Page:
With the commencement of work at the Aga Khan University in Kampala, Ugandans who have been seeking world-class treatment, at a similar facility in Nairobi, Kenya, may breathe a sigh of relief.
The construction of the modern facility will soon commence in Nakawa, an eastern outskirt of the Ugandan capital. Work will be under the supervision of First Lady Janet Museveni and Princess Zahra Aga Khan.
After completion, the Aga Khan University will offer modern training facilities for medical and other professions. It will also provide highly specialized curative treatment. It is expected to directly benefit the surrounding communities as well as Uganda and the rest of East Africa.
What will be offered at Kampala’s Aga Khan University
Internal medicine, surgery, pediatrics, and obstetrics and gynecology are among the training specialties for highly competent doctors and related patient services. Nurses, midwives, as well as other allied health workers will also be trained at the facility.
Princess Zahra Aga Khan, a trustee of the Aga Khan University, and First Lady Janet Museveni presided over the inauguration of the construction works. The facility’s construction is expected to significantly alter the city’s eastern skyline. It will also modernize land usage.
The First Lady, Janet Museveni, also acts as Uganda’s Minister of Education.
Once constructed, it is expected that the range and quality of treatments provided will allow the Ugandan government to treat its officials domestically. This would allow the country to avoid spending the billions it currently spends on medical tourism overseas.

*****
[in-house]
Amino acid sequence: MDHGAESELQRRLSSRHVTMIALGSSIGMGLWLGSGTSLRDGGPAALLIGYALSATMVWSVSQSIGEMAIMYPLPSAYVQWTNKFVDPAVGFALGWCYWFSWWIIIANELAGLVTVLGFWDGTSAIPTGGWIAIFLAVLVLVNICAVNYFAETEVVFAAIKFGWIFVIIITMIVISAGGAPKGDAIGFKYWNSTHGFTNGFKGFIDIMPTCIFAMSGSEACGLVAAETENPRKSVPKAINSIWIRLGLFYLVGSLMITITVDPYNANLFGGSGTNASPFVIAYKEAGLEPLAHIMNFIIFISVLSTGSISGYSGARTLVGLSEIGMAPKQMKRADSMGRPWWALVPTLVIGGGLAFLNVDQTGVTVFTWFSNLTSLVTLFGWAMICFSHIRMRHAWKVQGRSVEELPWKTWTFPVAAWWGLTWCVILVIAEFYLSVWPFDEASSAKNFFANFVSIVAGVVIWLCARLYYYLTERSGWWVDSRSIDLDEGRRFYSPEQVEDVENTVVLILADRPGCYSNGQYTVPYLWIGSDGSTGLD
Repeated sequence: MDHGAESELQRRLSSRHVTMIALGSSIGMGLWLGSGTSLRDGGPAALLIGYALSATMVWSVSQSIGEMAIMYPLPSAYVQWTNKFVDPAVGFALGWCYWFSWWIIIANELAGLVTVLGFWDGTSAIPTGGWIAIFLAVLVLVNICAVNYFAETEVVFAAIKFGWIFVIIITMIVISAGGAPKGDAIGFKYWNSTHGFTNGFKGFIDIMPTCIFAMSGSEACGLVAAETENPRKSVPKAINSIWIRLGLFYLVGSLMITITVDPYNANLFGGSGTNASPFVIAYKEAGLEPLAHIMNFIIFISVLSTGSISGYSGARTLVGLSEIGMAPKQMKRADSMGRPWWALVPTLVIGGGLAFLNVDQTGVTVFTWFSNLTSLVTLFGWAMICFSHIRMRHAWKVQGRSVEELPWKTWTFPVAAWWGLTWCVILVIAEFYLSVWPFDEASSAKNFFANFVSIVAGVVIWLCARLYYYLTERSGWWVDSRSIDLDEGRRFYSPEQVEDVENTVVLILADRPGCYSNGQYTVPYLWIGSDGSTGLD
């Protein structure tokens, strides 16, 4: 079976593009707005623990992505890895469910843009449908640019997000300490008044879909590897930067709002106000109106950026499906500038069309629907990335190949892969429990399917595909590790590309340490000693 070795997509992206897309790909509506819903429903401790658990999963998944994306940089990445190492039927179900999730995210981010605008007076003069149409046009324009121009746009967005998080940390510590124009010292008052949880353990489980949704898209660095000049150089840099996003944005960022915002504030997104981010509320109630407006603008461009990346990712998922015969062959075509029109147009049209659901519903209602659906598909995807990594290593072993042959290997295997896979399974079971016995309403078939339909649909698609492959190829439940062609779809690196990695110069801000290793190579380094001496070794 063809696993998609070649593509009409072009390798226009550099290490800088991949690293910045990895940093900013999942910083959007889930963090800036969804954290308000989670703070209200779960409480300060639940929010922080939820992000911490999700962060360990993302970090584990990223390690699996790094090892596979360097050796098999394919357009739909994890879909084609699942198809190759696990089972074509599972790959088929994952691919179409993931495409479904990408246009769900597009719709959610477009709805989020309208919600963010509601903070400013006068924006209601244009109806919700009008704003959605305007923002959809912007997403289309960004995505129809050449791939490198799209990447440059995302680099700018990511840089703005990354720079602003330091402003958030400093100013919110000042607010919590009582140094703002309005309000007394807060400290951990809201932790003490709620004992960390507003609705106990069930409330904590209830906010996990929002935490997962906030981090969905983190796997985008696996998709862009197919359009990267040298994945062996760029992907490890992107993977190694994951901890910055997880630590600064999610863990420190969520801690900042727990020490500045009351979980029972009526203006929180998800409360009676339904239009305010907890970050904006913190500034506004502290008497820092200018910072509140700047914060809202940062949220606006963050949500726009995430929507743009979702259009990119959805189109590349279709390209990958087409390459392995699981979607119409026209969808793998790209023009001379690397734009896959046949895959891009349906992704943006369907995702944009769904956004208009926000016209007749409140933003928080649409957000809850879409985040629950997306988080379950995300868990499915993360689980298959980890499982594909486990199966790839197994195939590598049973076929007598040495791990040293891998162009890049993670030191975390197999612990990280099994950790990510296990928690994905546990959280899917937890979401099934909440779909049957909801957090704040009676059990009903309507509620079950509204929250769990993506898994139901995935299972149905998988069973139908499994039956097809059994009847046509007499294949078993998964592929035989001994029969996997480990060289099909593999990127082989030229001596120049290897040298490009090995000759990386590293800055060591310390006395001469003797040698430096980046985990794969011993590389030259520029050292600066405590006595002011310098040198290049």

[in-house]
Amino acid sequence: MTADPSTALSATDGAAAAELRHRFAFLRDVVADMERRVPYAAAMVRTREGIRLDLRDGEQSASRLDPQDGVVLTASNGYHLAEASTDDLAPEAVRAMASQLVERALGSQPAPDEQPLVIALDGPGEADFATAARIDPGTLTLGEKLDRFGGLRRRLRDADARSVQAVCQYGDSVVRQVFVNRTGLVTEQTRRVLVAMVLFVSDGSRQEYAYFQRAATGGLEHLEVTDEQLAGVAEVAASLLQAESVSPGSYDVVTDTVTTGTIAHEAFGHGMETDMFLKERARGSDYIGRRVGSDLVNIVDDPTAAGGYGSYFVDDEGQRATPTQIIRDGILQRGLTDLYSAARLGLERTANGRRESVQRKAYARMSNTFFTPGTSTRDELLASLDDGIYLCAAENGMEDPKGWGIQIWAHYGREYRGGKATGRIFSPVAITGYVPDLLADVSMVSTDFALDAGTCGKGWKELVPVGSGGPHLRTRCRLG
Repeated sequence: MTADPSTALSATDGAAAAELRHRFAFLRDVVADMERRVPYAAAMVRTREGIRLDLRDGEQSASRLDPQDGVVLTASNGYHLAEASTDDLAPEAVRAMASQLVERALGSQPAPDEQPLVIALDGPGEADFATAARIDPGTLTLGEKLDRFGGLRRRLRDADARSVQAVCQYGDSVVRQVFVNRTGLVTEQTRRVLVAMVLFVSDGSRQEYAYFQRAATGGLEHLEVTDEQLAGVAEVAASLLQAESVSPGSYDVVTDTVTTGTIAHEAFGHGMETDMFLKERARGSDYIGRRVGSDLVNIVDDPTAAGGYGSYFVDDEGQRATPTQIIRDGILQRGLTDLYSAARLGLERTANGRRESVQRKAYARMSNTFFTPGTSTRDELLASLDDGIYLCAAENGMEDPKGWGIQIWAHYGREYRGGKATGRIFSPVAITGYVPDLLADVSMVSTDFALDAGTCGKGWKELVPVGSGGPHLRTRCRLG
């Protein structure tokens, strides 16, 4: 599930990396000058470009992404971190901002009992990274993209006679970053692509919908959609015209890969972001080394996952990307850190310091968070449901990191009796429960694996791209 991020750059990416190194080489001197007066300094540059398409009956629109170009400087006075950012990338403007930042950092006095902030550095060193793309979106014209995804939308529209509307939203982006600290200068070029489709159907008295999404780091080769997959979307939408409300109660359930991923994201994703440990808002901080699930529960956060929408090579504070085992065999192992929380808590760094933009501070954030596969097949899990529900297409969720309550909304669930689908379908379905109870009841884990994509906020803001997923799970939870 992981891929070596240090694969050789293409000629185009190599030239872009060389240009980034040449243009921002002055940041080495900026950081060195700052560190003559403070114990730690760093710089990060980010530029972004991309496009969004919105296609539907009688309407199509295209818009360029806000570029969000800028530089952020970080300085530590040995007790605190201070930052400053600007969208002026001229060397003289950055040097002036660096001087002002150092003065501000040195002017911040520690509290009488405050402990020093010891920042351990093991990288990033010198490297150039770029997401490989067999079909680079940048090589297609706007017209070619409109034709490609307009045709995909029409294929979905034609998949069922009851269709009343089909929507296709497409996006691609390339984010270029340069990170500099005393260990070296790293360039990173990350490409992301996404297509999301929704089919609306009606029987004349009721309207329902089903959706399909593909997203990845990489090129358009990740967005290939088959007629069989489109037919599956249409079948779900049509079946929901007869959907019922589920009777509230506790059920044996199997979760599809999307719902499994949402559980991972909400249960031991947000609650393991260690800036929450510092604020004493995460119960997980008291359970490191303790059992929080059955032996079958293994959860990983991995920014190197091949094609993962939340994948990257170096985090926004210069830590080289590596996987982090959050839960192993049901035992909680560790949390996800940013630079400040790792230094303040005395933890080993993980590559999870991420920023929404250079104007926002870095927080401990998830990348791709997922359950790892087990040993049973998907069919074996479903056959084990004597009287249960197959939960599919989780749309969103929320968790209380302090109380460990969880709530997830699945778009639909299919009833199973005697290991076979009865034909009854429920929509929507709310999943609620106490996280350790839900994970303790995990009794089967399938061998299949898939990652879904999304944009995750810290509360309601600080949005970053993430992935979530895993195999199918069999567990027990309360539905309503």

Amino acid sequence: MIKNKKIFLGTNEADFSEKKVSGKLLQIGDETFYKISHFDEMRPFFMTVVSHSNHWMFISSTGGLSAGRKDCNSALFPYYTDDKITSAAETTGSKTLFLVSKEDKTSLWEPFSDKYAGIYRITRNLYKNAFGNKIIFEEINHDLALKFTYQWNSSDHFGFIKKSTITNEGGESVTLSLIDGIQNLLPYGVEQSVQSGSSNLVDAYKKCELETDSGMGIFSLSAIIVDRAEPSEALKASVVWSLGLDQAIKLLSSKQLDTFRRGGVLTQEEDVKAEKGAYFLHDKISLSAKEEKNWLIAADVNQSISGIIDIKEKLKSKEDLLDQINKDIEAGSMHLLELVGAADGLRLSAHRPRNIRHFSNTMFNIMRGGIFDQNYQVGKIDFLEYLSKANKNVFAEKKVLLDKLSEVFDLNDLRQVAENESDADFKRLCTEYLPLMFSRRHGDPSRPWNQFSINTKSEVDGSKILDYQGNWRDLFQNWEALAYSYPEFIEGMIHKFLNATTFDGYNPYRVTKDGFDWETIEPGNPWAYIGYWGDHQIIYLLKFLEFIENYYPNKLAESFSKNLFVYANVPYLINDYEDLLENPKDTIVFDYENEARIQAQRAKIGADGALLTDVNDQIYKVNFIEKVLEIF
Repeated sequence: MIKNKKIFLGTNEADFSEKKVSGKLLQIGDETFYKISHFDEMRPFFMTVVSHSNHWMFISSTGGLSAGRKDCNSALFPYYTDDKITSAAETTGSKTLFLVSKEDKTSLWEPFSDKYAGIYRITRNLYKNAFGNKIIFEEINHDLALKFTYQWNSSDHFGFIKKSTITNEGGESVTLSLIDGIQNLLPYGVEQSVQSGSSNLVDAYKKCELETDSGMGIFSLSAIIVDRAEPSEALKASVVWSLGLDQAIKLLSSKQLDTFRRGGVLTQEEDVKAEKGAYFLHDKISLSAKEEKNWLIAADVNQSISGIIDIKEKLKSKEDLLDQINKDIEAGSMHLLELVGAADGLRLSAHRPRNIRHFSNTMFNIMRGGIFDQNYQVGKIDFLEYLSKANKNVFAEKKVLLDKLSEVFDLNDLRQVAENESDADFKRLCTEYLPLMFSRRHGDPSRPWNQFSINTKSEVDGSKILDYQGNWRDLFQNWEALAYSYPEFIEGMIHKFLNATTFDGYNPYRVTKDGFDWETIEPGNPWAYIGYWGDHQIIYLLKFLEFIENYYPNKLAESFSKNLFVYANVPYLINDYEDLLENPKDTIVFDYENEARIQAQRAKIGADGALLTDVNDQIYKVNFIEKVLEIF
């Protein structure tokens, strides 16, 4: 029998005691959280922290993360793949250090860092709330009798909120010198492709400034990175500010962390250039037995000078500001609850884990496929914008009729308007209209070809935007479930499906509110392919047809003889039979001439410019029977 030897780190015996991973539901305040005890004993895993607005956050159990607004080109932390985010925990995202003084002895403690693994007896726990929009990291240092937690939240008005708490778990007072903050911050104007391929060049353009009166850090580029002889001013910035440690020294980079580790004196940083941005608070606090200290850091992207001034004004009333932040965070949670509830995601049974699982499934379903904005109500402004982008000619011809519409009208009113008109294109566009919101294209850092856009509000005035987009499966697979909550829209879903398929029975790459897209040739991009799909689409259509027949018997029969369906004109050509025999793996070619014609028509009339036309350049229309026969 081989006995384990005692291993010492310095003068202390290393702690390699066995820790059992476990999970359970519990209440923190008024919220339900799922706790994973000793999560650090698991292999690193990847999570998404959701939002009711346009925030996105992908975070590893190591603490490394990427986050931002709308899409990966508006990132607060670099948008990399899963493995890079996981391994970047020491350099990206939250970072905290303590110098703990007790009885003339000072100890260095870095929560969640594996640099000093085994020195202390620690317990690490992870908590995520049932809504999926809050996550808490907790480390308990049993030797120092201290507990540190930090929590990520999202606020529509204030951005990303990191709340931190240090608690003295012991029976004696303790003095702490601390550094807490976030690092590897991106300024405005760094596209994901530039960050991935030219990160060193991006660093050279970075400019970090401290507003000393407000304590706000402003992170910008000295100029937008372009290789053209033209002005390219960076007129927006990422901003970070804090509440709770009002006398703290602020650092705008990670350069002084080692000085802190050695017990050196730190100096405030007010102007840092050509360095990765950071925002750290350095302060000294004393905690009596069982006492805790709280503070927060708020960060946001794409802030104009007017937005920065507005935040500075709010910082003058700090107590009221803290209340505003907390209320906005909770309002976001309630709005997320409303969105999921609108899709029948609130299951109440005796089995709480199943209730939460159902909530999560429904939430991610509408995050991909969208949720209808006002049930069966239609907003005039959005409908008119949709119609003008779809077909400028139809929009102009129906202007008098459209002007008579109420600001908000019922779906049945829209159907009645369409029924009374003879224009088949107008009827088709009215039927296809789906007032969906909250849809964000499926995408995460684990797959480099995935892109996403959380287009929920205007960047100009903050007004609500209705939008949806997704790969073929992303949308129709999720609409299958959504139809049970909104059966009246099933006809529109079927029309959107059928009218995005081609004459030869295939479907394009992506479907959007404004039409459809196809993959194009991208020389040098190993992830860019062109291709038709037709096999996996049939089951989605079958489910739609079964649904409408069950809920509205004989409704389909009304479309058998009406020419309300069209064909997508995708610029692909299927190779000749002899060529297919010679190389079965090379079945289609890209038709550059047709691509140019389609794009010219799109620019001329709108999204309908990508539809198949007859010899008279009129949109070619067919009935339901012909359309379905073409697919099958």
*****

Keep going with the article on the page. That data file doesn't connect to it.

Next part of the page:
Expectations for the project
According to Dr. Shahabuddin, the project will be undertaken in phases. Work will begin with the university hospital, teaching areas, and student residences. He stated that the first phase, which is expected to be completed by 2026, will cost $100 million (Shs370 billion).
Also, he claimed that graduates will employ their acquired skills and knowledge to improve health care in Uganda and beyond. Furthermore, a postgraduate medical education program would train specialist doctors in several fields, such as internal medicine, surgery, and pediatrics.
It will also venture into obstetrics and gynecology. This will strengthen Uganda’s existing team of specialists for improved service delivery. According to Dr. Shahabuddin, the Aga Khan University in Kampala, like the one in Kenya, will offer humanities, media, and communications courses in addition to sciences.